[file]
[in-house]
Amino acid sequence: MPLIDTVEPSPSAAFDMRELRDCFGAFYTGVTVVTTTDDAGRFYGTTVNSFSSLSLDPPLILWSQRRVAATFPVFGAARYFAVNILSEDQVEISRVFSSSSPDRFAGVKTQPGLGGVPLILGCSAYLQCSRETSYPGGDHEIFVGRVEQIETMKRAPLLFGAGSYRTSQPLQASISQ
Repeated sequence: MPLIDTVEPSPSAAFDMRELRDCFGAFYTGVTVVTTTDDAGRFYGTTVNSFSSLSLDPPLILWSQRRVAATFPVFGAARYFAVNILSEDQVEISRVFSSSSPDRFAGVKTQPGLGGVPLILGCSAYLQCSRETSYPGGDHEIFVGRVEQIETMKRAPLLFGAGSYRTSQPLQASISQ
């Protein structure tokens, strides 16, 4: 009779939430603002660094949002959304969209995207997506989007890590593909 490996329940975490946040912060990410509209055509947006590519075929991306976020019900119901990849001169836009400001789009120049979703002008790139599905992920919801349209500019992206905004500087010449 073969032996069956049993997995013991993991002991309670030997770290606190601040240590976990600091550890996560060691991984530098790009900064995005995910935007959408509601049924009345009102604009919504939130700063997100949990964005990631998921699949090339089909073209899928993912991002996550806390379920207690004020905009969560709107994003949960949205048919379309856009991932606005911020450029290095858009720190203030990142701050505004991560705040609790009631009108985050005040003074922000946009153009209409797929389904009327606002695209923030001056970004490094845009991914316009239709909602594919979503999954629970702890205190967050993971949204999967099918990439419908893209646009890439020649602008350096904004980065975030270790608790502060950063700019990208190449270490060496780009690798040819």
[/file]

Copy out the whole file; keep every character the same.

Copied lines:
[in-house]
Amino acid sequence: MPLIDTVEPSPSAAFDMRELRDCFGAFYTGVTVVTTTDDAGRFYGTTVNSFSSLSLDPPLILWSQRRVAATFPVFGAARYFAVNILSEDQVEISRVFSSSSPDRFAGVKTQPGLGGVPLILGCSAYLQCSRETSYPGGDHEIFVGRVEQIETMKRAPLLFGAGSYRTSQPLQASISQ
Repeated sequence: MPLIDTVEPSPSAAFDMRELRDCFGAFYTGVTVVTTTDDAGRFYGTTVNSFSSLSLDPPLILWSQRRVAATFPVFGAARYFAVNILSEDQVEISRVFSSSSPDRFAGVKTQPGLGGVPLILGCSAYLQCSRETSYPGGDHEIFVGRVEQIETMKRAPLLFGAGSYRTSQPLQASISQ
């Protein structure tokens, strides 16, 4: 009779939430603002660094949002959304969209995207997506989007890590593909 490996329940975490946040912060990410509209055509947006590519075929991306976020019900119901990849001169836009400001789009120049979703002008790139599905992920919801349209500019992206905004500087010449 073969032996069956049993997995013991993991002991309670030997770290606190601040240590976990600091550890996560060691991984530098790009900064995005995910935007959408509601049924009345009102604009919504939130700063997100949990964005990631998921699949090339089909073209899928993912991002996550806390379920207690004020905009969560709107994003949960949205048919379309856009991932606005911020450029290095858009720190203030990142701050505004991560705040609790009631009108985050005040003074922000946009153009209409797929389904009327606002695209923030001056970004490094845009991914316009239709909602594919979503999954629970702890205190967050993971949204999967099918990439419908893209646009890439020649602008350096904004980065975030270790608790502060950063700019990208190449270490060496780009690798040819």